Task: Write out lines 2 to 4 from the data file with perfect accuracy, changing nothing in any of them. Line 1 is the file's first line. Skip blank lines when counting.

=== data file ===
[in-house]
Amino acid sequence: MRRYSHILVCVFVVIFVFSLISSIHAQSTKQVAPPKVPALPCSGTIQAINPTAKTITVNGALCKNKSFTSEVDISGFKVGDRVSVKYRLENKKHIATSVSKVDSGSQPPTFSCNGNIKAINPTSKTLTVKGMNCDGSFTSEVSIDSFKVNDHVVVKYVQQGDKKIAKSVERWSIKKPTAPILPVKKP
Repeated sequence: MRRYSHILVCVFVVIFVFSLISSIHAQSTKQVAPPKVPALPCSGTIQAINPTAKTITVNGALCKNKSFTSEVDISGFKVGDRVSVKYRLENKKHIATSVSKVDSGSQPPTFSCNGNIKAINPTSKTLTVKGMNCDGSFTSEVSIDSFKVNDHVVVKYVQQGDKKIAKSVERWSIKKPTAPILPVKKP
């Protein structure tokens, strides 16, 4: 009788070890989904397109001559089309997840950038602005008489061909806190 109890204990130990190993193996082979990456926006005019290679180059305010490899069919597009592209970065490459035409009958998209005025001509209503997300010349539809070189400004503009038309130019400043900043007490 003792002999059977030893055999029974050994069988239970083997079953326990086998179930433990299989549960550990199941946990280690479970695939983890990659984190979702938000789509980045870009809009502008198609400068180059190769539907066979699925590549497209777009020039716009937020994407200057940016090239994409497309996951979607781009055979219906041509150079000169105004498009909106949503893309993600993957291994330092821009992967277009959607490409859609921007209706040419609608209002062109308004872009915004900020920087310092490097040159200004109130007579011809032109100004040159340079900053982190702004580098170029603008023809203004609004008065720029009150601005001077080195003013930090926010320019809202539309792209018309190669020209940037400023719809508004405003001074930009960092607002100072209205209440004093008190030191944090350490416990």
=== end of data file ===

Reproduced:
Amino acid sequence: MRRYSHILVCVFVVIFVFSLISSIHAQSTKQVAPPKVPALPCSGTIQAINPTAKTITVNGALCKNKSFTSEVDISGFKVGDRVSVKYRLENKKHIATSVSKVDSGSQPPTFSCNGNIKAINPTSKTLTVKGMNCDGSFTSEVSIDSFKVNDHVVVKYVQQGDKKIAKSVERWSIKKPTAPILPVKKP
Repeated sequence: MRRYSHILVCVFVVIFVFSLISSIHAQSTKQVAPPKVPALPCSGTIQAINPTAKTITVNGALCKNKSFTSEVDISGFKVGDRVSVKYRLENKKHIATSVSKVDSGSQPPTFSCNGNIKAINPTSKTLTVKGMNCDGSFTSEVSIDSFKVNDHVVVKYVQQGDKKIAKSVERWSIKKPTAPILPVKKP
């Protein structure tokens, strides 16, 4: 009788070890989904397109001559089309997840950038602005008489061909806190 109890204990130990190993193996082979990456926006005019290679180059305010490899069919597009592209970065490459035409009958998209005025001509209503997300010349539809070189400004503009038309130019400043900043007490 003792002999059977030893055999029974050994069988239970083997079953326990086998179930433990299989549960550990199941946990280690479970695939983890990659984190979702938000789509980045870009809009502008198609400068180059190769539907066979699925590549497209777009020039716009937020994407200057940016090239994409497309996951979607781009055979219906041509150079000169105004498009909106949503893309993600993957291994330092821009992967277009959607490409859609921007209706040419609608209002062109308004872009915004900020920087310092490097040159200004109130007579011809032109100004040159340079900053982190702004580098170029603008023809203004609004008065720029009150601005001077080195003013930090926010320019809202539309792209018309190669020209940037400023719809508004405003001074930009960092607002100072209205209440004093008190030191944090350490416990």